Over and out – farewell to 12 years movement building, mischief & too many meetings

Finally we are out of here, what a ride it has been – and all thanks to you, all of our wonderful supporters and co-conspirators. We think we can proudly say we were ahead of our time. As we looked ahead in 2011 to the inevitable rise of fascism, likely attacks on the right to protest, the climate wars, continued social and racial injustice, and an increasingly conservative politic regardless of team colours, it seemed natural that more groups, and communities would want and need to get involved with civil resistance.

Sadly the need for training and movement infrastructure we provided rarely translated to resourcing or institutional support, beyond our own limited networks. This meant the struggle to grow the organisation was limited when the very nature of reactive direct action and civil disobedience made it difficult to prioritise the important but not urgent administration and fundraising. So we failed. Sadly. With multiple health problems among the team and no sustainable funding for nearly 12 years we hung on as long as we could with the best intended succession plans failing to come to fruition.

Our big thanks and love to volunteer Eloise, who brought us style, talent and mad video skills

We are really proud though, to have finished the first section of a complete overhaul of the website, with a bunch of fresh case studies, resource collections – and after a solid break, another big chunk of writing will come – after mid year. We’ve learned so much and there is more we want to share, and will provide some more advanced resources for trainers and experienced activists, as well as brand newbies.

Please check our two last posts on issues important to us – on Covid and especially, critically, Palestine – our work to write this thorough overview up is one of the reasons for delayed sign off. Its hard to step away, and harder still when we are watching live genocide on our phones. Have a look through the site – among other resources and collections of great links we have updated legal resources for activists in all states.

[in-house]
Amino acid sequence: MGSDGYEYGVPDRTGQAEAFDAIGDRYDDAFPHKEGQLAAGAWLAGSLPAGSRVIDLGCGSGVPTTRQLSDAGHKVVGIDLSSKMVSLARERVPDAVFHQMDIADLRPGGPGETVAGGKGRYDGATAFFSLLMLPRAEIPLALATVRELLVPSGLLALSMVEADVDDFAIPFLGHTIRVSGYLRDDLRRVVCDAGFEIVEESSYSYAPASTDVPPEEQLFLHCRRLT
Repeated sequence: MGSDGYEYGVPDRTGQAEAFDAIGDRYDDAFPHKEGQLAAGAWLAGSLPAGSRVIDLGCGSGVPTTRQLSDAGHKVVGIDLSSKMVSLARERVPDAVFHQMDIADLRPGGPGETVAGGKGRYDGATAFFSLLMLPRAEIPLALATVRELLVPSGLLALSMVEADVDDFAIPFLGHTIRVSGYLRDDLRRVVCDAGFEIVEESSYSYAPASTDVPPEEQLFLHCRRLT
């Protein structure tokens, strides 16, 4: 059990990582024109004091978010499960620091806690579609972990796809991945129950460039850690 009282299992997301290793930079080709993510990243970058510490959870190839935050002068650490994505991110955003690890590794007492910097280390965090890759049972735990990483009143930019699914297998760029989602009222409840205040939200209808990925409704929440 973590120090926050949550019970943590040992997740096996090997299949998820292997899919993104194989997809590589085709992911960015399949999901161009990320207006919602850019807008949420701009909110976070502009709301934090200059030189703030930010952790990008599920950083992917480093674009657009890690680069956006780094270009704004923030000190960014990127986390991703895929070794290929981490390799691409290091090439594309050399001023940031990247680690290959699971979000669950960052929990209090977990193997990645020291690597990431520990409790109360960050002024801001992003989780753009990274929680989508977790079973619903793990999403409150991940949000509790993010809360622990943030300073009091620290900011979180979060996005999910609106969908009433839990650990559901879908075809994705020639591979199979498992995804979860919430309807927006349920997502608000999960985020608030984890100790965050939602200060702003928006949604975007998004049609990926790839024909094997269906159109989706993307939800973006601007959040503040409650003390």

For now – a few things we know to be true

  • There is a place for everyone with good hearts in our movements – we all have skills applicable to different campaigns and don’t let anyone tell you otherwise.
  • Welcome people. You were new once. Its scary rocking up to your first action or meeting. Be the person you wish you’d met at the beginning. Cliques, misplaced moral righteousness, ego and lateral violence in activist communities do serious damage and we lose good people because of it.
  • People have been, and still are, ready for much more brave action and civil disobedience than most organisations and strategists believe. They are also inclined to be quite militant on issues they care about – don’t underestimate people. The only thing stopping us from greater impact is us.
Defenders of Beeliar wetlands face off against police protecting a fence
Beeliar defenders were happy to smash down fences, get arrested, mess with worksites and lock on. Pic: Simon Stevens
  • The resourced sector of the climate movement in particular, but other sectors as well, need to step up to protect protest. It is devastating to us that we are watching people we have trained and taken action with for more than a decade being jailed, harassed, deal with SLAPP suits, raided, and assaulted by police with very little support. We implore you to step up, and welcome the first role to be resourced in this country to Protect Protest at the Australian Democracy Network. It is great to know some aspects of our work will continue.